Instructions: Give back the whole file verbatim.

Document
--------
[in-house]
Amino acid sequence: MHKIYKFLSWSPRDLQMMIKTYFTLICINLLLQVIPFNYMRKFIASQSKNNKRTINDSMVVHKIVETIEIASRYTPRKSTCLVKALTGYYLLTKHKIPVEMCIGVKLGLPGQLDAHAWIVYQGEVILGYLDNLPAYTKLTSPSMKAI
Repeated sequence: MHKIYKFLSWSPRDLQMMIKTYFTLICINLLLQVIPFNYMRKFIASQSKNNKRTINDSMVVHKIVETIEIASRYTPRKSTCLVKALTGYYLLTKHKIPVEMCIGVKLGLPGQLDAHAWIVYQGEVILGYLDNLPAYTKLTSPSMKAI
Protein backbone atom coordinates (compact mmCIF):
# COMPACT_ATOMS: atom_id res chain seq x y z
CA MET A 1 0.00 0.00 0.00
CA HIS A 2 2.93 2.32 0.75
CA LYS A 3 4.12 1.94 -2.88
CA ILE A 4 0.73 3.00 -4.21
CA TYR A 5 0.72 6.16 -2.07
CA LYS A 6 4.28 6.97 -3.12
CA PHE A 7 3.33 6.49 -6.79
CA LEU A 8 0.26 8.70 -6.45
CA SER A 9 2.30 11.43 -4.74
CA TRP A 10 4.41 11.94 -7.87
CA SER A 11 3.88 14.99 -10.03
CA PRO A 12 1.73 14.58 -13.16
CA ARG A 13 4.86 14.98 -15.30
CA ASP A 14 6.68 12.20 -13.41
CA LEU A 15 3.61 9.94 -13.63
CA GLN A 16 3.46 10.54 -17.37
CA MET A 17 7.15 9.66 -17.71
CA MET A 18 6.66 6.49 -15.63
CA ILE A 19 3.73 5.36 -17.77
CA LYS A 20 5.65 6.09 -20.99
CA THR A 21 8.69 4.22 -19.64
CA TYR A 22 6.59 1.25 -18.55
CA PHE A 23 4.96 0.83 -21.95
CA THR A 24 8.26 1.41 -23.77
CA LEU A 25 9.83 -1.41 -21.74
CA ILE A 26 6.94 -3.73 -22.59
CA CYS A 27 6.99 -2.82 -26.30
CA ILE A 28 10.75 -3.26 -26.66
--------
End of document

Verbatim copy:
[in-house]
Amino acid sequence: MHKIYKFLSWSPRDLQMMIKTYFTLICINLLLQVIPFNYMRKFIASQSKNNKRTINDSMVVHKIVETIEIASRYTPRKSTCLVKALTGYYLLTKHKIPVEMCIGVKLGLPGQLDAHAWIVYQGEVILGYLDNLPAYTKLTSPSMKAI
Repeated sequence: MHKIYKFLSWSPRDLQMMIKTYFTLICINLLLQVIPFNYMRKFIASQSKNNKRTINDSMVVHKIVETIEIASRYTPRKSTCLVKALTGYYLLTKHKIPVEMCIGVKLGLPGQLDAHAWIVYQGEVILGYLDNLPAYTKLTSPSMKAI
Protein backbone atom coordinates (compact mmCIF):
# COMPACT_ATOMS: atom_id res chain seq x y z
CA MET A 1 0.00 0.00 0.00
CA HIS A 2 2.93 2.32 0.75
CA LYS A 3 4.12 1.94 -2.88
CA ILE A 4 0.73 3.00 -4.21
CA TYR A 5 0.72 6.16 -2.07
CA LYS A 6 4.28 6.97 -3.12
CA PHE A 7 3.33 6.49 -6.79
CA LEU A 8 0.26 8.70 -6.45
CA SER A 9 2.30 11.43 -4.74
CA TRP A 10 4.41 11.94 -7.87
CA SER A 11 3.88 14.99 -10.03
CA PRO A 12 1.73 14.58 -13.16
CA ARG A 13 4.86 14.98 -15.30
CA ASP A 14 6.68 12.20 -13.41
CA LEU A 15 3.61 9.94 -13.63
CA GLN A 16 3.46 10.54 -17.37
CA MET A 17 7.15 9.66 -17.71
CA MET A 18 6.66 6.49 -15.63
CA ILE A 19 3.73 5.36 -17.77
CA LYS A 20 5.65 6.09 -20.99
CA THR A 21 8.69 4.22 -19.64
CA TYR A 22 6.59 1.25 -18.55
CA PHE A 23 4.96 0.83 -21.95
CA THR A 24 8.26 1.41 -23.77
CA LEU A 25 9.83 -1.41 -21.74
CA ILE A 26 6.94 -3.73 -22.59
CA CYS A 27 6.99 -2.82 -26.30
CA ILE A 28 10.75 -3.26 -26.66